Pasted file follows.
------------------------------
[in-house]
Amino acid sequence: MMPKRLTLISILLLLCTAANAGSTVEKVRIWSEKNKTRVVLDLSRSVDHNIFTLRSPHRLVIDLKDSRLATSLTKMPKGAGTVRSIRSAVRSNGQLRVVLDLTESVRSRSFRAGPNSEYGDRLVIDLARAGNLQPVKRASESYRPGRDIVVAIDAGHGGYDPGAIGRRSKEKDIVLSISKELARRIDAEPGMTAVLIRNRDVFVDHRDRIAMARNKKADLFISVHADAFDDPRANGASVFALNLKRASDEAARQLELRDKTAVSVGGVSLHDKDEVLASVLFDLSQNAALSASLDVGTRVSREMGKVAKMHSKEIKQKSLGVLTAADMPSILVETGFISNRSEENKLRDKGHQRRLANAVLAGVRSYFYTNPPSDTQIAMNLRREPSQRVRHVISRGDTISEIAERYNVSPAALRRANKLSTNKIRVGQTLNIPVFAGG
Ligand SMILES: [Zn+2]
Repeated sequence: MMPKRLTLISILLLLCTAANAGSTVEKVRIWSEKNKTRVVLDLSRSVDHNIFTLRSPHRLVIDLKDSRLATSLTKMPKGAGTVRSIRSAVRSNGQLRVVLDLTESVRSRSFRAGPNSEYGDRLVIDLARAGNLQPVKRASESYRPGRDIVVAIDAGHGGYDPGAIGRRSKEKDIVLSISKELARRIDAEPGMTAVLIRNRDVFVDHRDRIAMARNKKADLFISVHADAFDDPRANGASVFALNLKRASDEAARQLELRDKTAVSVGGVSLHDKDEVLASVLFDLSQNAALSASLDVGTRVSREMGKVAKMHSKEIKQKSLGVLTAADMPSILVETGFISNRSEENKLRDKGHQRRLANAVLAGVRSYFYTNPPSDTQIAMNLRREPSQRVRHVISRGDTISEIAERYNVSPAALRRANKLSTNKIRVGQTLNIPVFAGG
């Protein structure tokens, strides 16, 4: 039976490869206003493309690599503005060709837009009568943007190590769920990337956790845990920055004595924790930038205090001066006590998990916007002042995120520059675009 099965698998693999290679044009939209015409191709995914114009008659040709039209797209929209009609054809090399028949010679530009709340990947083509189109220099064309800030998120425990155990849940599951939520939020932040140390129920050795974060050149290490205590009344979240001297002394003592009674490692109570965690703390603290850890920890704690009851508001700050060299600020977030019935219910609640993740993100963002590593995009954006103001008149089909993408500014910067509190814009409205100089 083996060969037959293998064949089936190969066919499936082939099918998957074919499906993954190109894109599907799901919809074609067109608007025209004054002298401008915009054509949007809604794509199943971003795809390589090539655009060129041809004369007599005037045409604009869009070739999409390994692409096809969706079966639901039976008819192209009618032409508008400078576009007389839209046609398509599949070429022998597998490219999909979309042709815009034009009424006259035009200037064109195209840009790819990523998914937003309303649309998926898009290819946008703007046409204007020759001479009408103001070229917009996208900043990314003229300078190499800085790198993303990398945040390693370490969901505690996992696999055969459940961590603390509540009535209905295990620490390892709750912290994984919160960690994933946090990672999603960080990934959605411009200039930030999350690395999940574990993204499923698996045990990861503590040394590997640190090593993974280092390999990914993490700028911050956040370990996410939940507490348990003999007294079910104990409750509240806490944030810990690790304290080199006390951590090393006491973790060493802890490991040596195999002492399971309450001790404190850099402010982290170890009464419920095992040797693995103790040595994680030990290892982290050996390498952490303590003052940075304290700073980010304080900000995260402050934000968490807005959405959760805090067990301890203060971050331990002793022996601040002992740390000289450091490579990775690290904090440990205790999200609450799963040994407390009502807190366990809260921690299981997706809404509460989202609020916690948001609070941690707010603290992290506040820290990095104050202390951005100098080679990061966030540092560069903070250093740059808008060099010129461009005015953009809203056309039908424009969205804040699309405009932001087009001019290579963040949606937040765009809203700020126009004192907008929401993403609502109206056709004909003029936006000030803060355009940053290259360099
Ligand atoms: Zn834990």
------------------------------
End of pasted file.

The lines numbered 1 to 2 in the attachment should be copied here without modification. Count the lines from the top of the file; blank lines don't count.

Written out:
[in-house]
Amino acid sequence: MMPKRLTLISILLLLCTAANAGSTVEKVRIWSEKNKTRVVLDLSRSVDHNIFTLRSPHRLVIDLKDSRLATSLTKMPKGAGTVRSIRSAVRSNGQLRVVLDLTESVRSRSFRAGPNSEYGDRLVIDLARAGNLQPVKRASESYRPGRDIVVAIDAGHGGYDPGAIGRRSKEKDIVLSISKELARRIDAEPGMTAVLIRNRDVFVDHRDRIAMARNKKADLFISVHADAFDDPRANGASVFALNLKRASDEAARQLELRDKTAVSVGGVSLHDKDEVLASVLFDLSQNAALSASLDVGTRVSREMGKVAKMHSKEIKQKSLGVLTAADMPSILVETGFISNRSEENKLRDKGHQRRLANAVLAGVRSYFYTNPPSDTQIAMNLRREPSQRVRHVISRGDTISEIAERYNVSPAALRRANKLSTNKIRVGQTLNIPVFAGG